“Ultimately, the cinematographer is the one who has to make the shot work. We have to love what we do and be able to say, for better or worse, ‘That’s it, that’s the shot.’”

On location in Kenya, shooting 2nd unit with Max Kleven (wearing hat) for Sheena in 1984.

An Eye for Action
Burgess enrolled in the photography class and soon sparked to the possibility of motion pictures. “I ended up making my first Super 8 movie in high school, and, of course, it was a ‘Warren Miller’ kind of movie with my buddies. I showed that at school.”

With a laugh, he notes, “Once you get your first round of applause, you’re hooked. Between the photography and filmmaking, I began to develop an understanding that I could travel the world and shoot things that I found interesting, which at the time was mostly sports.

After graduating, he was hired to shoot games for the football team. “I got to shoot in black-and-white, run the film into Hollywood, and then bring it to the coach. I was paid $100 a game, and I thought I had died and gone to heaven!”

Burgess’ passion for photography led him to apply to the ArtCenter College of Design in Pasadena. His classmates included future ASC member (and current president) Shelly Johnson.

Burgess (right) and director Robert Zemeckis on the set of the sci-fi adventure Contact.

Jodie Foster and Zemeckis and Burgess.

Recalls Burgess, “While I was at ArtCenter, an adventure filmmaker named Mike Hoover came in and gave a guest lecture.” Hoover had been nominated for the Academy Award for Documentary Short Subject for the 1972 climbing film Solo. “He also shot the bicentennial climb up Everest, and I thought that was amazing. He showed us 2nd-unit footage he’d shot for The Eiger Sanction [AC, Aug. ’75]. After the lecture, I went up and introduced myself and said I’d love to do what he did, and he said, ‘Have you shot anything?’ I said, ‘Yes,’ and he said, ‘I’ll come back on Tuesday and you can show me.’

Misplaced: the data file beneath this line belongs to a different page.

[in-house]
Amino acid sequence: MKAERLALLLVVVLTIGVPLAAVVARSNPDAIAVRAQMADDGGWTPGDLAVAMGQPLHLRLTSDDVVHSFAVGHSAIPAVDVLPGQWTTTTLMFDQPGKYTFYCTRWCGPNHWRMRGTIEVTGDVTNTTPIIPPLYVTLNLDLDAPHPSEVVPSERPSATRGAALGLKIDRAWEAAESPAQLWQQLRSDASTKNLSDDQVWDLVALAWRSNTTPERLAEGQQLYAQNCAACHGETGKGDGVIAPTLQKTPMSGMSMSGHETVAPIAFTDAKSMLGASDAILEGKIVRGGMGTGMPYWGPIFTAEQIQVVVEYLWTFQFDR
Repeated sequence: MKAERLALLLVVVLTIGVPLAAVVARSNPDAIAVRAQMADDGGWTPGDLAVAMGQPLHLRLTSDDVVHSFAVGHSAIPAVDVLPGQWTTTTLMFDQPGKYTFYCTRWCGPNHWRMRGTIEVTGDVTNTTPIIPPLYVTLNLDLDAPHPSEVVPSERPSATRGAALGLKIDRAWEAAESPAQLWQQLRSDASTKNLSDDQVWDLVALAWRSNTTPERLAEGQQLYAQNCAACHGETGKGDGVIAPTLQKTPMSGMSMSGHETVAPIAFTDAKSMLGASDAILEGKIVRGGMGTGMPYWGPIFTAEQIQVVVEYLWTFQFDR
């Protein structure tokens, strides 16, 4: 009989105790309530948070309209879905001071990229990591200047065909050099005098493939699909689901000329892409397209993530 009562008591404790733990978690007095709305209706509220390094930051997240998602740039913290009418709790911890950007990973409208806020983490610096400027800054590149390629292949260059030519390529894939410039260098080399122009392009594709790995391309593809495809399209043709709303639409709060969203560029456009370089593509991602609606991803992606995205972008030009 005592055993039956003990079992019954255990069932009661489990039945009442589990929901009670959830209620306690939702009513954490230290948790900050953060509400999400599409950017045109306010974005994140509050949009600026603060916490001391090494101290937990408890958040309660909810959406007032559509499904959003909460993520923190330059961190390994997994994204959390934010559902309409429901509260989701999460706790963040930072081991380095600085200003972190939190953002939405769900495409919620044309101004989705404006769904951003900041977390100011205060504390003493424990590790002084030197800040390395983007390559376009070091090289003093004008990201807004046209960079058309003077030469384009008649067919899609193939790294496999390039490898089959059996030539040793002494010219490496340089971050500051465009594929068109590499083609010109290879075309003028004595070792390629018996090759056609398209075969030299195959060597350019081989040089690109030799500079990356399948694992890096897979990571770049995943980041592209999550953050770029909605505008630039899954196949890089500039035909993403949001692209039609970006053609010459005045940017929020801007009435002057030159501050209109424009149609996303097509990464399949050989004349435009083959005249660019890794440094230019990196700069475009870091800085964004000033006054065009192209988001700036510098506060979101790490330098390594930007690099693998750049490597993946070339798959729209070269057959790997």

“He came back, and I showed him a 15-minute political documentary I’d made about a local police officer who transferred out of the area, as well as a ski movie I made with my lifelong friend Chris Woods, set to the Boston song ‘More than a Feeling.’ He liked my films and ended up hiring me for his next climbing documentary, The Eye of the Gods, which was about four climbers who made a first ascent up the 2,000-foot mountain of solid rock, Autana, in the jungles of Venezuela. I worked for Hoover on many adventure documentaries and learned how to make films with a three-person crew in extreme conditions. He was a wonderful mentor and is still a good friend today.”